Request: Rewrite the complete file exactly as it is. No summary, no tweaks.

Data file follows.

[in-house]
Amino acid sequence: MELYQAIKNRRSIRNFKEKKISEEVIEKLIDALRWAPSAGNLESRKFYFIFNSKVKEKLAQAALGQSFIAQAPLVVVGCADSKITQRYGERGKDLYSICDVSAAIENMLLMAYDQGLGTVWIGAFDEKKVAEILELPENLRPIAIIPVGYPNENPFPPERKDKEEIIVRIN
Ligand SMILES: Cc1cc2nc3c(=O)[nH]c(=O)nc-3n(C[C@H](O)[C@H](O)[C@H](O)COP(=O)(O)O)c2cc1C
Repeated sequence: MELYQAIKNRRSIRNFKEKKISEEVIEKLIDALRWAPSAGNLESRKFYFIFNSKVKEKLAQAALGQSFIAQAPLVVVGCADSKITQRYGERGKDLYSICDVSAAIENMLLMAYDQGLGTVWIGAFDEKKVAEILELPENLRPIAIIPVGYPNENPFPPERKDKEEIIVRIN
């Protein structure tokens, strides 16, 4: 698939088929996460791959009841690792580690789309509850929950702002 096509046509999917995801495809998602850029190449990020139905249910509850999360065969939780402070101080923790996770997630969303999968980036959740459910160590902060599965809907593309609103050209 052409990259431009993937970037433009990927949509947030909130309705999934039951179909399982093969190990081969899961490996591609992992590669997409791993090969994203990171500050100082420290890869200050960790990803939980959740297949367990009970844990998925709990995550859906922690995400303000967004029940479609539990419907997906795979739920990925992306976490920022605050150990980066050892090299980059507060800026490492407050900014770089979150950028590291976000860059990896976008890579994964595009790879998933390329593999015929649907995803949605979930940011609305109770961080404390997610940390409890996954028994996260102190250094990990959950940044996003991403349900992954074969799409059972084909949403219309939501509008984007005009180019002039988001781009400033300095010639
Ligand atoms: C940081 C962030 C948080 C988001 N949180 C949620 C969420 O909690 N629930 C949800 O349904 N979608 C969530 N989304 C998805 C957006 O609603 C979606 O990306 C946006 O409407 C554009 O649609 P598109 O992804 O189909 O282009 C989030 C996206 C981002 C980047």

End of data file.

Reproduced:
[in-house]
Amino acid sequence: MELYQAIKNRRSIRNFKEKKISEEVIEKLIDALRWAPSAGNLESRKFYFIFNSKVKEKLAQAALGQSFIAQAPLVVVGCADSKITQRYGERGKDLYSICDVSAAIENMLLMAYDQGLGTVWIGAFDEKKVAEILELPENLRPIAIIPVGYPNENPFPPERKDKEEIIVRIN
Ligand SMILES: Cc1cc2nc3c(=O)[nH]c(=O)nc-3n(C[C@H](O)[C@H](O)[C@H](O)COP(=O)(O)O)c2cc1C
Repeated sequence: MELYQAIKNRRSIRNFKEKKISEEVIEKLIDALRWAPSAGNLESRKFYFIFNSKVKEKLAQAALGQSFIAQAPLVVVGCADSKITQRYGERGKDLYSICDVSAAIENMLLMAYDQGLGTVWIGAFDEKKVAEILELPENLRPIAIIPVGYPNENPFPPERKDKEEIIVRIN
């Protein structure tokens, strides 16, 4: 698939088929996460791959009841690792580690789309509850929950702002 096509046509999917995801495809998602850029190449990020139905249910509850999360065969939780402070101080923790996770997630969303999968980036959740459910160590902060599965809907593309609103050209 052409990259431009993937970037433009990927949509947030909130309705999934039951179909399982093969190990081969899961490996591609992992590669997409791993090969994203990171500050100082420290890869200050960790990803939980959740297949367990009970844990998925709990995550859906922690995400303000967004029940479609539990419907997906795979739920990925992306976490920022605050150990980066050892090299980059507060800026490492407050900014770089979150950028590291976000860059990896976008890579994964595009790879998933390329593999015929649907995803949605979930940011609305109770961080404390997610940390409890996954028994996260102190250094990990959950940044996003991403349900992954074969799409059972084909949403219309939501509008984007005009180019002039988001781009400033300095010639
Ligand atoms: C940081 C962030 C948080 C988001 N949180 C949620 C969420 O909690 N629930 C949800 O349904 N979608 C969530 N989304 C998805 C957006 O609603 C979606 O990306 C946006 O409407 C554009 O649609 P598109 O992804 O189909 O282009 C989030 C996206 C981002 C980047």